This is another fundamental concept in strength training and it is called repetition maximum continuum or Load-Reps trade-off. 

Please note that there is no special reference to the effort of those reps (or speed) so they are usually done at self-selected pace. Also, there is an important difference in L-R relationship between exercises, level of lifters, etc. One could use Reps-till-fatigue to estimate 1RMs, although as said there is a big difference between exercises, lifters, etc thus most coaches use different tables.

In R-L continuum we are again talking about MAXIMUM reps done at certain load (%1RM). Using submax effort one could perform lower number of reps.  If we say that lifting for maximum reps athlete reaches maximum exertion (or exhaustion), then lifting for submax number of reps one reaches submax exertion.

This is one of the main principles of Mike Tuchscherer’s Reactive Training System. Mike uses RPE scale (Rate of perceived exertion) to quantify exertion for number of reps performed. You can read more about it HERE.

Another table is relative intensity which I’ve picked up from Donnell Boucher (click HERE). I am presenting here one example of such a table:

Relative intensity table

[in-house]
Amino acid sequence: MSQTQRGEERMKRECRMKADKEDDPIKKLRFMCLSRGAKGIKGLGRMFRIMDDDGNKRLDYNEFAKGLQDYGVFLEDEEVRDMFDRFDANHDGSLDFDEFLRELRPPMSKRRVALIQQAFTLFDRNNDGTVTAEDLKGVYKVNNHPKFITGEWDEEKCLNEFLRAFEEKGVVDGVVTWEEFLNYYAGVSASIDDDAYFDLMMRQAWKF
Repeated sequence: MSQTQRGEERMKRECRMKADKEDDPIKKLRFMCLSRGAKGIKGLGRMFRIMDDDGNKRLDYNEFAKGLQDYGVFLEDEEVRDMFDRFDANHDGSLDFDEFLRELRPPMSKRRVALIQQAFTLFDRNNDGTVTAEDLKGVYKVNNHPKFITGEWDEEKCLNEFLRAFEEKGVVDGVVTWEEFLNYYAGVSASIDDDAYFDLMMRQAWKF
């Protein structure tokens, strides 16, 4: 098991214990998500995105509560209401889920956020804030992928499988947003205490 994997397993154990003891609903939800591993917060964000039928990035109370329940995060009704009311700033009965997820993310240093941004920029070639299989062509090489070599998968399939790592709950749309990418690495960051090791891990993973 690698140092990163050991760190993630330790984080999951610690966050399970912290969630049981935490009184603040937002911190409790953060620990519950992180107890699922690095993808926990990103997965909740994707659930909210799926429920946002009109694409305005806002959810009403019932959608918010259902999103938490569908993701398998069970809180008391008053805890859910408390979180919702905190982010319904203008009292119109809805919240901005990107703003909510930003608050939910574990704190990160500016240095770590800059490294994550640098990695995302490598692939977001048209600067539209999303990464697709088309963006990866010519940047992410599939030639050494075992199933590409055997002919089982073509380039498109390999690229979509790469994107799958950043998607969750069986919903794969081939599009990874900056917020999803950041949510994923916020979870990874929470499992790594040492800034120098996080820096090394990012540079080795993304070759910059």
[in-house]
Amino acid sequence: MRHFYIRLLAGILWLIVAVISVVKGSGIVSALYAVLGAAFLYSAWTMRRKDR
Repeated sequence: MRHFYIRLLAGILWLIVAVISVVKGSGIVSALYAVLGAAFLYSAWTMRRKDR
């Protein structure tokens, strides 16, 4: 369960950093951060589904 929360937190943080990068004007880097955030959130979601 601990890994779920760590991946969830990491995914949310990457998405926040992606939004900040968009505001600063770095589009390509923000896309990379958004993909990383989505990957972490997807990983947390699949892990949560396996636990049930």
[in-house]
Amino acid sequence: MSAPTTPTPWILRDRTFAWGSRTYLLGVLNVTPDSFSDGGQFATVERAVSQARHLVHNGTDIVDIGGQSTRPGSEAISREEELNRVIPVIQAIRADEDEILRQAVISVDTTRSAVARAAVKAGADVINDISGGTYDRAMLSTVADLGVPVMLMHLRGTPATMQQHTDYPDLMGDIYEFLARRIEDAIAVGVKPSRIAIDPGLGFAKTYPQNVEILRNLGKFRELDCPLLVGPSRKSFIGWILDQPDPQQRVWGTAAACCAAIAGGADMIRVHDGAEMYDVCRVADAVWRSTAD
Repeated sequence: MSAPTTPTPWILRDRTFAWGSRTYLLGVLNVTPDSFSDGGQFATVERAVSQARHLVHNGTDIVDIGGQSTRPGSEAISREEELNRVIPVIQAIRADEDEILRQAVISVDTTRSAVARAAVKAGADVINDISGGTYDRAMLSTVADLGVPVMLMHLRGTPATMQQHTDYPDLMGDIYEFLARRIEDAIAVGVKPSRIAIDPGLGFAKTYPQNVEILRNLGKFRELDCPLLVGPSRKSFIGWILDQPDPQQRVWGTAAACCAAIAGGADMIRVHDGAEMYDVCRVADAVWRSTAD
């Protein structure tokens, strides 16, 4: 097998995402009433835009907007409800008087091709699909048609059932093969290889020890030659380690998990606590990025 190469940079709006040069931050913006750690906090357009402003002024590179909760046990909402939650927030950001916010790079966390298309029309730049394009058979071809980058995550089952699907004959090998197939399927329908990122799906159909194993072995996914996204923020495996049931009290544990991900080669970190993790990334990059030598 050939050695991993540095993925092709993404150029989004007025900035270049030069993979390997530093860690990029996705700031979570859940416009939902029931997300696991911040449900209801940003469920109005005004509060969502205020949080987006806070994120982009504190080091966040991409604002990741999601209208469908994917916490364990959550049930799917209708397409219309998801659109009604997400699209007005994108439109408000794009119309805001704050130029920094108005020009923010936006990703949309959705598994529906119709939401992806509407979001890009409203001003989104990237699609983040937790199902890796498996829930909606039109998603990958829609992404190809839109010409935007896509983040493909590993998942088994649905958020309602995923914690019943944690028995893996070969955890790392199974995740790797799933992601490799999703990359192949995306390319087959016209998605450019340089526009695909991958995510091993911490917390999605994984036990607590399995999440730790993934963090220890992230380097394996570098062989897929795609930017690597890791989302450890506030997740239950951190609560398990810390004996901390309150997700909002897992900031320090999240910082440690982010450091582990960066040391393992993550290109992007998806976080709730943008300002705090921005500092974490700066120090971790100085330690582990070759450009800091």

What is common to both of these tables is the concept of quantifying how hard a given set was (in terms of exertion at the end of it). This is useful for programming since all-out-sets demands a lot from the body and demands more time for recovery.

I will visualize it by using Dan Baker table

Performing submax number of reps at certain %1RM

 Please note that this is not universal percent table – it is only an example that you can use. For more info please refer to work by Mike Tuchscherer. I have provided outline of his system HERE and HERE.

As you can see there are two inter-related fundamental concepts L-V and L-R. It is crucial to understand them, but it is also crucial to understand the terminology issues. Thus we have

Intensity of load (%1RM)

Intensity of effort (lifting speed, intent to lift fast – concentric only or concentric-eccentric; tempo)

Intensity of exertion (expressed sometimes as 5[10] which means 5 reps of possible 10 reps; one could use RPE system as well or relative intensity table)

As you can see this is all related to one set. Then we have more programing variables relating to volume aspects, like number of sets, total number of reps, tonnage, rest between sets, etc.